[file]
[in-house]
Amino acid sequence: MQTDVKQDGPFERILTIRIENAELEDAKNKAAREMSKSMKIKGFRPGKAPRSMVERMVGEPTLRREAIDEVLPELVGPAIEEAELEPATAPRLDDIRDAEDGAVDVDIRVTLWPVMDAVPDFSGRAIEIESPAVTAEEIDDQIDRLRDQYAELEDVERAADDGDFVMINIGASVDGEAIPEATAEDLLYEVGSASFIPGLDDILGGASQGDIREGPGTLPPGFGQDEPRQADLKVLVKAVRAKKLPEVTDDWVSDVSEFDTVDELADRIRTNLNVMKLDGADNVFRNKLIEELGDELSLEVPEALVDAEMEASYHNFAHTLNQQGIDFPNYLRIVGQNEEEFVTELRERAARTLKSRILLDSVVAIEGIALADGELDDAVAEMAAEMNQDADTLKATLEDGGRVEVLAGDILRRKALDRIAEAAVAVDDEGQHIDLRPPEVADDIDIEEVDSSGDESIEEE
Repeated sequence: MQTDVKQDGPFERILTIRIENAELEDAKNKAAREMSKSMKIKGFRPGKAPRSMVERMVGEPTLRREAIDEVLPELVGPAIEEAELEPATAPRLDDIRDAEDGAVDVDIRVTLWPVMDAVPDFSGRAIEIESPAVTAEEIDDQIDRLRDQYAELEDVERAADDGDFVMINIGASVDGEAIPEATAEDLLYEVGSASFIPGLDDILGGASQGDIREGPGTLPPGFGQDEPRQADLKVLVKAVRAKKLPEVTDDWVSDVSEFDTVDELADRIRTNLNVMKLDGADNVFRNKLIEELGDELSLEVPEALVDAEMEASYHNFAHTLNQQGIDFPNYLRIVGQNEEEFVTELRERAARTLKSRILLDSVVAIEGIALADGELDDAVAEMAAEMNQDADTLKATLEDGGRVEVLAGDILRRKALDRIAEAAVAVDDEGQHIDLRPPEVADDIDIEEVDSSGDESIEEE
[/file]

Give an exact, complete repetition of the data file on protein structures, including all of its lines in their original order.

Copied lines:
[in-house]
Amino acid sequence: MQTDVKQDGPFERILTIRIENAELEDAKNKAAREMSKSMKIKGFRPGKAPRSMVERMVGEPTLRREAIDEVLPELVGPAIEEAELEPATAPRLDDIRDAEDGAVDVDIRVTLWPVMDAVPDFSGRAIEIESPAVTAEEIDDQIDRLRDQYAELEDVERAADDGDFVMINIGASVDGEAIPEATAEDLLYEVGSASFIPGLDDILGGASQGDIREGPGTLPPGFGQDEPRQADLKVLVKAVRAKKLPEVTDDWVSDVSEFDTVDELADRIRTNLNVMKLDGADNVFRNKLIEELGDELSLEVPEALVDAEMEASYHNFAHTLNQQGIDFPNYLRIVGQNEEEFVTELRERAARTLKSRILLDSVVAIEGIALADGELDDAVAEMAAEMNQDADTLKATLEDGGRVEVLAGDILRRKALDRIAEAAVAVDDEGQHIDLRPPEVADDIDIEEVDSSGDESIEEE
Repeated sequence: MQTDVKQDGPFERILTIRIENAELEDAKNKAAREMSKSMKIKGFRPGKAPRSMVERMVGEPTLRREAIDEVLPELVGPAIEEAELEPATAPRLDDIRDAEDGAVDVDIRVTLWPVMDAVPDFSGRAIEIESPAVTAEEIDDQIDRLRDQYAELEDVERAADDGDFVMINIGASVDGEAIPEATAEDLLYEVGSASFIPGLDDILGGASQGDIREGPGTLPPGFGQDEPRQADLKVLVKAVRAKKLPEVTDDWVSDVSEFDTVDELADRIRTNLNVMKLDGADNVFRNKLIEELGDELSLEVPEALVDAEMEASYHNFAHTLNQQGIDFPNYLRIVGQNEEEFVTELRERAARTLKSRILLDSVVAIEGIALADGELDDAVAEMAAEMNQDADTLKATLEDGGRVEVLAGDILRRKALDRIAEAAVAVDDEGQHIDLRPPEVADDIDIEEVDSSGDESIEEE